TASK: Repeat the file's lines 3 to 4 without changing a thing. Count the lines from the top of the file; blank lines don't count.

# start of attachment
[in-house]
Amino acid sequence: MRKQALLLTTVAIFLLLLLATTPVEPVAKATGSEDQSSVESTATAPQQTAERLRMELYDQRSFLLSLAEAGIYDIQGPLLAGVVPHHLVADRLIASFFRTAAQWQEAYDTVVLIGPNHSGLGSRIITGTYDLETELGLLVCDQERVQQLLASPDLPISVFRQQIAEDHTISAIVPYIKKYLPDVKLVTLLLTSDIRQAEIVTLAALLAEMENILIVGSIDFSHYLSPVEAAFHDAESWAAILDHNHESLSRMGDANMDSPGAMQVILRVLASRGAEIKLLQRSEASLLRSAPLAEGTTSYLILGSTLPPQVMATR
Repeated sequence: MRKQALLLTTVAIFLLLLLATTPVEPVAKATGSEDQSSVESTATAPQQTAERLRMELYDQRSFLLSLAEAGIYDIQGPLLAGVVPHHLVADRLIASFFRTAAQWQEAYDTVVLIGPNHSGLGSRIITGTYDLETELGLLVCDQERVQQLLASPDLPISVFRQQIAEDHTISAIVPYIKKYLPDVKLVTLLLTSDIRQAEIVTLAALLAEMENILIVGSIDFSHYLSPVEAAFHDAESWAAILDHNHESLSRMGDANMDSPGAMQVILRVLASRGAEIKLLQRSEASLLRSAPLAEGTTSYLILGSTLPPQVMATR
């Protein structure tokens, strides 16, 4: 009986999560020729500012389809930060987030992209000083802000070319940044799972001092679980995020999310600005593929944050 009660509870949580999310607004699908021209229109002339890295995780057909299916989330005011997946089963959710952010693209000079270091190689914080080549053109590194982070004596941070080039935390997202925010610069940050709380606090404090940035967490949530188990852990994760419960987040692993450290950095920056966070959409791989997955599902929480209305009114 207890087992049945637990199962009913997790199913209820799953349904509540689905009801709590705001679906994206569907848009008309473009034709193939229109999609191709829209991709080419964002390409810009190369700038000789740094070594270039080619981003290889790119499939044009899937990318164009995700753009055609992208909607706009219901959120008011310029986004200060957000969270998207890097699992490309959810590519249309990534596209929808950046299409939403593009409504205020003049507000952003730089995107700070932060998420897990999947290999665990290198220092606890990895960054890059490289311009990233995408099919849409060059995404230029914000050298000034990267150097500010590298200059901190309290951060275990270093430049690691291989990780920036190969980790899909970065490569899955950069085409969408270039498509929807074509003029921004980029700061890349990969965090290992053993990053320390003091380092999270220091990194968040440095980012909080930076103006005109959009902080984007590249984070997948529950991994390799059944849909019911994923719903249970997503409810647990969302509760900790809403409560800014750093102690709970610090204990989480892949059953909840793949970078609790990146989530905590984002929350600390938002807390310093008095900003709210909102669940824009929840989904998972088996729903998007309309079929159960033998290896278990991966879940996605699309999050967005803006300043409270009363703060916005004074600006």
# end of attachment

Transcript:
Repeated sequence: MRKQALLLTTVAIFLLLLLATTPVEPVAKATGSEDQSSVESTATAPQQTAERLRMELYDQRSFLLSLAEAGIYDIQGPLLAGVVPHHLVADRLIASFFRTAAQWQEAYDTVVLIGPNHSGLGSRIITGTYDLETELGLLVCDQERVQQLLASPDLPISVFRQQIAEDHTISAIVPYIKKYLPDVKLVTLLLTSDIRQAEIVTLAALLAEMENILIVGSIDFSHYLSPVEAAFHDAESWAAILDHNHESLSRMGDANMDSPGAMQVILRVLASRGAEIKLLQRSEASLLRSAPLAEGTTSYLILGSTLPPQVMATR
């Protein structure tokens, strides 16, 4: 009986999560020729500012389809930060987030992209000083802000070319940044799972001092679980995020999310600005593929944050 009660509870949580999310607004699908021209229109002339890295995780057909299916989330005011997946089963959710952010693209000079270091190689914080080549053109590194982070004596941070080039935390997202925010610069940050709380606090404090940035967490949530188990852990994760419960987040692993450290950095920056966070959409791989997955599902929480209305009114 207890087992049945637990199962009913997790199913209820799953349904509540689905009801709590705001679906994206569907848009008309473009034709193939229109999609191709829209991709080419964002390409810009190369700038000789740094070594270039080619981003290889790119499939044009899937990318164009995700753009055609992208909607706009219901959120008011310029986004200060957000969270998207890097699992490309959810590519249309990534596209929808950046299409939403593009409504205020003049507000952003730089995107700070932060998420897990999947290999665990290198220092606890990895960054890059490289311009990233995408099919849409060059995404230029914000050298000034990267150097500010590298200059901190309290951060275990270093430049690691291989990780920036190969980790899909970065490569899955950069085409969408270039498509929807074509003029921004980029700061890349990969965090290992053993990053320390003091380092999270220091990194968040440095980012909080930076103006005109959009902080984007590249984070997948529950991994390799059944849909019911994923719903249970997503409810647990969302509760900790809403409560800014750093102690709970610090204990989480892949059953909840793949970078609790990146989530905590984002929350600390938002807390310093008095900003709210909102669940824009929840989904998972088996729903998007309309079929159960033998290896278990991966879940996605699309999050967005803006300043409270009363703060916005004074600006």